The very first virus discovered is credited to the St. Petersburg Academy of Science on the 12th February 1892 by Dmitri Iwanowsk (1864-1920), a Russian botanist. While studying mosiac tobacco disease, he found that the agent causing the disease was small enough for pass though ceramic filter that are small enough to trap all bacteria. This is generally accepted as the beginning of Virology.

Dmitri Iwanowsk - definition.htm
Fig 2 - Dmitri Iwanowsk (1864-1920)

Six years later, 1898, Martinus Beijernick (1851-1931) confirmed Iwanowski's results on tobacco mosaic virus. He developed with the term "contagium vivum fluidum" which means “soluble living germ” as first the idea of the virus.

Martinus Beijernick (1851-1931) - definition.htm
Fig 3 - Martinus Beijernick (1851-1931)

The same year, the German scientists Friedrich Loeffler (1852-1915) and Paul Frosch, observed that a similar agent was responsible for foot-and-mouth disease. There was strong resistance that suggested these were not associated with human diseases.

Friedrich Loeffler (1852-1915) - definition.htm
Fig 4 - Friedrich Loeffler (1852-1915)

Yellow fever was a devastating plague that was the first virus to be identified by humans. Yellow fever has killed over tens of millions of deaths in past centuries. Yellow fever was thought to be as a mosquito-borne infection. It was not until 1901 that Walter Reed (1893-1902) discovered yellow fever was caused by a virus. Once mosquitoes were identified as the virus carrier, the introduction of aggressive mosquito control helped to suppress the problem.

Walter Reed (1893-1902) - about/curator-reed.html
Fig 5 - Walter Reed (1893-1902)

In 1915, Frederick Twort and in 1917, Felix D'Hérelle were first to describe bacteriophages, or viruses that infect bacteria. Many scientists started to use their findings to investigate virus structure, genetics, and replication.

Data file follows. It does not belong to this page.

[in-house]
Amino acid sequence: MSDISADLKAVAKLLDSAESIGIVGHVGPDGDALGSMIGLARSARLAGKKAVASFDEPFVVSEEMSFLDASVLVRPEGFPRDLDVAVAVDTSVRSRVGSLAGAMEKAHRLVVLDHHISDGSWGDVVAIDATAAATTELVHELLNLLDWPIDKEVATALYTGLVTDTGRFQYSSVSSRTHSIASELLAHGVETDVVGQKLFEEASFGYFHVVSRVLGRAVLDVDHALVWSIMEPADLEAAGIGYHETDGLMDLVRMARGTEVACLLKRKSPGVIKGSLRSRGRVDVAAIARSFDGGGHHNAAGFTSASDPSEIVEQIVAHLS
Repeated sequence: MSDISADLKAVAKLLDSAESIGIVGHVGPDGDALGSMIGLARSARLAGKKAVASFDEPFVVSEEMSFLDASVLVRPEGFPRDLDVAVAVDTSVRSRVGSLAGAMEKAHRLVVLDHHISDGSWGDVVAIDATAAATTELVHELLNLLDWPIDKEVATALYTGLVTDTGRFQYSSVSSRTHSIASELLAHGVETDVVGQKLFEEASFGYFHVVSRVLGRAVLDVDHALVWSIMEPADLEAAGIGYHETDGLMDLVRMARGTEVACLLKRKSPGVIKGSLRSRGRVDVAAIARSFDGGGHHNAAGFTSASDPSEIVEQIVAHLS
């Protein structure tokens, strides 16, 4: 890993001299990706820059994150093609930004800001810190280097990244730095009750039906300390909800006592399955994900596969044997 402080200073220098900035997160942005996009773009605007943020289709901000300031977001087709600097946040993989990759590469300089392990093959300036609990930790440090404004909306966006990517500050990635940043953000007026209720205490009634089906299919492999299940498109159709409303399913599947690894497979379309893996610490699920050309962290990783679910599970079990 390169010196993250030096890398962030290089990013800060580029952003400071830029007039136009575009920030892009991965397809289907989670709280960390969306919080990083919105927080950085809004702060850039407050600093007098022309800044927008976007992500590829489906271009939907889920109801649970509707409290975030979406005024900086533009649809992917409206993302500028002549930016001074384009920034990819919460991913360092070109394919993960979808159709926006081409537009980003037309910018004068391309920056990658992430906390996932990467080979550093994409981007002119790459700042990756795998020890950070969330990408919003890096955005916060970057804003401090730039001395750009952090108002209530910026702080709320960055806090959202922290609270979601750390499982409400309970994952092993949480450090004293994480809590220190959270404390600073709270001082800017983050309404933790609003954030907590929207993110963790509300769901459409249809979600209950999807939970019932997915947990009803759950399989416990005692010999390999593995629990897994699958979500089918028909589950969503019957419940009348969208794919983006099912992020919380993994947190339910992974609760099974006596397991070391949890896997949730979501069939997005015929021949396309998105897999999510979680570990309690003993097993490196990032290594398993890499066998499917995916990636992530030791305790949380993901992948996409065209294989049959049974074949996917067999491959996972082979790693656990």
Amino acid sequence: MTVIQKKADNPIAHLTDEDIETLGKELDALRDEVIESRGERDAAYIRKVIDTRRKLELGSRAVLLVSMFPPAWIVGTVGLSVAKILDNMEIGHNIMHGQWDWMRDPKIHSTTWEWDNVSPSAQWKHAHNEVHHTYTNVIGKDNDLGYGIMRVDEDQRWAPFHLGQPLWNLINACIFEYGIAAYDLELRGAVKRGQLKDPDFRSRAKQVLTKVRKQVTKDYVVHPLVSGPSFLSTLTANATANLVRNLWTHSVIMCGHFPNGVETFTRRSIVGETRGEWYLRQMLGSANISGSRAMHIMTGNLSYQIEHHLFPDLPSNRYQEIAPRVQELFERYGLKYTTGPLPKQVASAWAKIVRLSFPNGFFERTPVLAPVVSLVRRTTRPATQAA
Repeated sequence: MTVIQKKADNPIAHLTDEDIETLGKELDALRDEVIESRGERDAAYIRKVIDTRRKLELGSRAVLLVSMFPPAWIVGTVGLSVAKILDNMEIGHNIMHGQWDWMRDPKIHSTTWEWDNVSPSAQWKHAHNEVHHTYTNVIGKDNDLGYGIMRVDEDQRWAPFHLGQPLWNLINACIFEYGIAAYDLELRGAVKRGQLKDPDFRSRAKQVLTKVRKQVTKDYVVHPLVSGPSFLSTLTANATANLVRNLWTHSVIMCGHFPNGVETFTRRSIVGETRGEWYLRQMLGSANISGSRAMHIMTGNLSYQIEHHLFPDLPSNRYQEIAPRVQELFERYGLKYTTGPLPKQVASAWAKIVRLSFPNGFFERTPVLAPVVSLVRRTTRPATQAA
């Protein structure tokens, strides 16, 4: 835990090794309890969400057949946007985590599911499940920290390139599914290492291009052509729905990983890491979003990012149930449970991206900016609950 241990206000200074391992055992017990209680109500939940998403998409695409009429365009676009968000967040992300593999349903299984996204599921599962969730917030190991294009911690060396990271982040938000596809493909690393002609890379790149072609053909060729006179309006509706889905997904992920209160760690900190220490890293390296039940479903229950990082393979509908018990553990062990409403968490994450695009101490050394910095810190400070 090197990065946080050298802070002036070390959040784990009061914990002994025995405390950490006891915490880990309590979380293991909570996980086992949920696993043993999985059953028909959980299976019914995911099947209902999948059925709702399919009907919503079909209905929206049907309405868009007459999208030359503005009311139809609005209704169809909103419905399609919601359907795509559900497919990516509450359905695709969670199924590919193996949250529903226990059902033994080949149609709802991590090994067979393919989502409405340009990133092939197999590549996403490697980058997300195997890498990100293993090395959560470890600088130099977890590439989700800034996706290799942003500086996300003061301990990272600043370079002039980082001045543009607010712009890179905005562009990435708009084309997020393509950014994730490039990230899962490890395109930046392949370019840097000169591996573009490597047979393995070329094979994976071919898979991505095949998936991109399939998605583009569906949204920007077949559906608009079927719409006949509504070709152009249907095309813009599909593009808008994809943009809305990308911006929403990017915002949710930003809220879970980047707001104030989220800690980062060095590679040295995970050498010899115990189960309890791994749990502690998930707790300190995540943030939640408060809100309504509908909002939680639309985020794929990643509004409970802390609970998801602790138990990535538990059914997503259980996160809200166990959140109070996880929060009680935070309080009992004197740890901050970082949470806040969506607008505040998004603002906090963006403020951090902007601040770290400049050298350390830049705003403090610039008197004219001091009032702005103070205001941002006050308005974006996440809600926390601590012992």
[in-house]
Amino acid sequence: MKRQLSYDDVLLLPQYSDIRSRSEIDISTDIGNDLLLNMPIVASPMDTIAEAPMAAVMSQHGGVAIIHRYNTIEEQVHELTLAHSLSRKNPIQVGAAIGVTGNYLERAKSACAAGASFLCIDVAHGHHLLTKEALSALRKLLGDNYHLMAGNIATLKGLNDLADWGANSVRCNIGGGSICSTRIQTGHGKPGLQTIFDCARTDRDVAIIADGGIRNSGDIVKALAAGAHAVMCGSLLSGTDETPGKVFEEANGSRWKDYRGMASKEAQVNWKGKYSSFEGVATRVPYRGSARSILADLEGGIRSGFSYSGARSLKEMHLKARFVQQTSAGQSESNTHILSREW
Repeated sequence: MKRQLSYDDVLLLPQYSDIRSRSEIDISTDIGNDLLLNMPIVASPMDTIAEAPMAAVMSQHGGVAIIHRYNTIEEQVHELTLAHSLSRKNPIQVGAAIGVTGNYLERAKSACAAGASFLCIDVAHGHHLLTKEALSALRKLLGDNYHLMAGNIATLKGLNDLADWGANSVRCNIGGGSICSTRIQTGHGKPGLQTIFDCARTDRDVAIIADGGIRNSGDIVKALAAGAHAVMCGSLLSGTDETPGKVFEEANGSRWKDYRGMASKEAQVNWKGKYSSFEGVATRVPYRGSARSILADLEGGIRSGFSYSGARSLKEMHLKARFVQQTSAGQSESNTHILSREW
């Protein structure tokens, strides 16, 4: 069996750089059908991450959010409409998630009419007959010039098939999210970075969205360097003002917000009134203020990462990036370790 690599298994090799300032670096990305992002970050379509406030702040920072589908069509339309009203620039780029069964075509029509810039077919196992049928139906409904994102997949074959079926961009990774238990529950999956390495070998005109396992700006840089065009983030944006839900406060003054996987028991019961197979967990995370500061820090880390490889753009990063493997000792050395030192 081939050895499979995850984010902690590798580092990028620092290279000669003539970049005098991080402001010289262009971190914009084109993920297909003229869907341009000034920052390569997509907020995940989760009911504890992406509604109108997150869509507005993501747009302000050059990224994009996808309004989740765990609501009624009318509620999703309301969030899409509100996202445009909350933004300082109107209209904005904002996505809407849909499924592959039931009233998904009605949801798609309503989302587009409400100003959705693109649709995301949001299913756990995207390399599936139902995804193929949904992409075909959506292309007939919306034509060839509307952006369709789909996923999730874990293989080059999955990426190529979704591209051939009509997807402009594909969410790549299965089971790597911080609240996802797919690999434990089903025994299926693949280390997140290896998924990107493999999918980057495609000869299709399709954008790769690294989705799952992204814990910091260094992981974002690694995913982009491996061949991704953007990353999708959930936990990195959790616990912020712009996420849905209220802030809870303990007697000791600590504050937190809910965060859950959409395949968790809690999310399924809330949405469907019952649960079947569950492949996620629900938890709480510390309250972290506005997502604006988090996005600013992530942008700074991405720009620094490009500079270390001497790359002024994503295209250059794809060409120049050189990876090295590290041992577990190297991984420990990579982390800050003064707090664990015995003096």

Frederick Twort - definition.htm
Felix D'Hérelle - definition.htm
Fig 6 - Frederick Twort
Fig 7 - Felix D'Hérelle

In 1928, penicillin was the first antibiotic to be discovered by Alexander Fleming. However, antibiotics cannot cure viruses and there were no drugs developed at that time that could fight them. Viruses are hard to cure because they live inside the body’s own cell, making if hard for the immune system to attack. It was not until the 1970’s that there were drugs available to the general public. In 1798, the first vaccine against viruses was created by Edward Jenner against smallpox.

Alexander Fleming - flemming.html
Edward Jenner - immun.html
Fig 8 - Alexander Fleming
Fig 9 - Edward Jenner

In 1930, the first virus was seen by the human eye. New technology advances and the introduction of the electron microscope helped us to vaguely see what a virus looks like. Detailed identification and characterization of viruses began as better techniques at studying viruses and more powerful microscopes were developed.

Fig 10 - SARS virus shown on a modern electron microscope

Today, modern day technology and medical advances are changing and advancing each day. Thanks to these new advances we have a better understanding of viruses and new techniques to fight viruses. There are still many viruses where a cure is yet to be discovered. However, with the new advances, hopefully we’ll find a way to cure them all.

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Project created by James Li. Sir Winston Churchill High School Grade 11. 2004.